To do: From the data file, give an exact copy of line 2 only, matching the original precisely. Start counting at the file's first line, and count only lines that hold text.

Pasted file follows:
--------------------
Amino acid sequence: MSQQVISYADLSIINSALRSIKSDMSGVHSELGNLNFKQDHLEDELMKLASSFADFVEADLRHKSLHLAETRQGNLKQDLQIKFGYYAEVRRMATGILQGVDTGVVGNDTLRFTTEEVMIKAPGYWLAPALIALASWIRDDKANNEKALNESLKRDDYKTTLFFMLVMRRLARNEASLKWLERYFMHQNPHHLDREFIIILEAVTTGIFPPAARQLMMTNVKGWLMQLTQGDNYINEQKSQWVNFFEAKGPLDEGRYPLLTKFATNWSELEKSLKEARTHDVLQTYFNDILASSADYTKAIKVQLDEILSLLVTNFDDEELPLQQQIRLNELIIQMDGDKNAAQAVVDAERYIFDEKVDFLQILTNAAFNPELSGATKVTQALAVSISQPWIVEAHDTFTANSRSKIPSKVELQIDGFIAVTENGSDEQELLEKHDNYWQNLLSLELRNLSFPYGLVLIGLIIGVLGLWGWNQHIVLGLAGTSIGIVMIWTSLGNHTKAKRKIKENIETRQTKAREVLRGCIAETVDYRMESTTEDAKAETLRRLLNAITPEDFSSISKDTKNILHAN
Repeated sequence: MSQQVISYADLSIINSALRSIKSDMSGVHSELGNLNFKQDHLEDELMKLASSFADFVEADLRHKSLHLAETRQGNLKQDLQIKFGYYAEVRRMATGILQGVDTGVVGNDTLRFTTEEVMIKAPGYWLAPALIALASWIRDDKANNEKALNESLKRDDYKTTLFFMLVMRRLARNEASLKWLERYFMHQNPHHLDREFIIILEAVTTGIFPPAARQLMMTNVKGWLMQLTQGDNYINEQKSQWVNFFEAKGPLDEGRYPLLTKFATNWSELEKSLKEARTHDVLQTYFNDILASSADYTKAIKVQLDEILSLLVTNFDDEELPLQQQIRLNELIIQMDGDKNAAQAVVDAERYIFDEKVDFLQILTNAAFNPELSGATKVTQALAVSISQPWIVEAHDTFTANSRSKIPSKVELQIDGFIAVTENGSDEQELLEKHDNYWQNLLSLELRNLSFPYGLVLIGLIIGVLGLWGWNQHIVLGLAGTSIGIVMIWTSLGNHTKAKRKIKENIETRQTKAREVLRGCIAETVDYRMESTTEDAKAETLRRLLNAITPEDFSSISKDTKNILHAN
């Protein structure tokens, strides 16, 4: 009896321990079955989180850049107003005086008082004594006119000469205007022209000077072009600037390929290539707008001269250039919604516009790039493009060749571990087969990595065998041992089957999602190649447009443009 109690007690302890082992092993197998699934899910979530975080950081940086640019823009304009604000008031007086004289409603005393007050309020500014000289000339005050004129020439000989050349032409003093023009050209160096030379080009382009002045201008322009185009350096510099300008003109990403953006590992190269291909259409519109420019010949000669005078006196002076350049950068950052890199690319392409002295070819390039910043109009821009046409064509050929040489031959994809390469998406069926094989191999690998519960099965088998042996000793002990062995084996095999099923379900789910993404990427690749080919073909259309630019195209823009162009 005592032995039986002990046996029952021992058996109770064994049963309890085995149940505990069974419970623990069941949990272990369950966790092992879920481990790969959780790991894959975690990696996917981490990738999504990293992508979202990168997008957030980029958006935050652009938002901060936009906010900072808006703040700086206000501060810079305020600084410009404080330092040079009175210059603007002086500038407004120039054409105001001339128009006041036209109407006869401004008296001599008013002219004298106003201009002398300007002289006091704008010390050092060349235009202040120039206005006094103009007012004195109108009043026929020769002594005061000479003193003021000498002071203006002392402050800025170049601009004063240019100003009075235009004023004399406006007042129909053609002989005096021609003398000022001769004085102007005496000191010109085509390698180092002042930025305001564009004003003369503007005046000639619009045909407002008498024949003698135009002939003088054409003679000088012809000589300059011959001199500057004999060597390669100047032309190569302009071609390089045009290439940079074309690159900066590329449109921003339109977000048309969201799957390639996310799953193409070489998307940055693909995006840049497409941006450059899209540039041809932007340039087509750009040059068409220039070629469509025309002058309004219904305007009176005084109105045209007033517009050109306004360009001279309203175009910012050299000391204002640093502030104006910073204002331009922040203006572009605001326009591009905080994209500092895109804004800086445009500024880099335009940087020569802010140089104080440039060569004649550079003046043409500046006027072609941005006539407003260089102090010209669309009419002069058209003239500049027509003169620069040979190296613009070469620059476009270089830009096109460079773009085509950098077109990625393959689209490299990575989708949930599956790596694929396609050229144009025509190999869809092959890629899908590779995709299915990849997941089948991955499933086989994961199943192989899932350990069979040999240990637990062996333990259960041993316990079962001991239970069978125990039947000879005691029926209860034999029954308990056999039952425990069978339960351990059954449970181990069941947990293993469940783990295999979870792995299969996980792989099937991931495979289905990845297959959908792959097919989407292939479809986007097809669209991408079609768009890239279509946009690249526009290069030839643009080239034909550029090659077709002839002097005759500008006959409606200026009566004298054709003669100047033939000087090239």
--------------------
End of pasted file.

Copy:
Repeated sequence: MSQQVISYADLSIINSALRSIKSDMSGVHSELGNLNFKQDHLEDELMKLASSFADFVEADLRHKSLHLAETRQGNLKQDLQIKFGYYAEVRRMATGILQGVDTGVVGNDTLRFTTEEVMIKAPGYWLAPALIALASWIRDDKANNEKALNESLKRDDYKTTLFFMLVMRRLARNEASLKWLERYFMHQNPHHLDREFIIILEAVTTGIFPPAARQLMMTNVKGWLMQLTQGDNYINEQKSQWVNFFEAKGPLDEGRYPLLTKFATNWSELEKSLKEARTHDVLQTYFNDILASSADYTKAIKVQLDEILSLLVTNFDDEELPLQQQIRLNELIIQMDGDKNAAQAVVDAERYIFDEKVDFLQILTNAAFNPELSGATKVTQALAVSISQPWIVEAHDTFTANSRSKIPSKVELQIDGFIAVTENGSDEQELLEKHDNYWQNLLSLELRNLSFPYGLVLIGLIIGVLGLWGWNQHIVLGLAGTSIGIVMIWTSLGNHTKAKRKIKENIETRQTKAREVLRGCIAETVDYRMESTTEDAKAETLRRLLNAITPEDFSSISKDTKNILHAN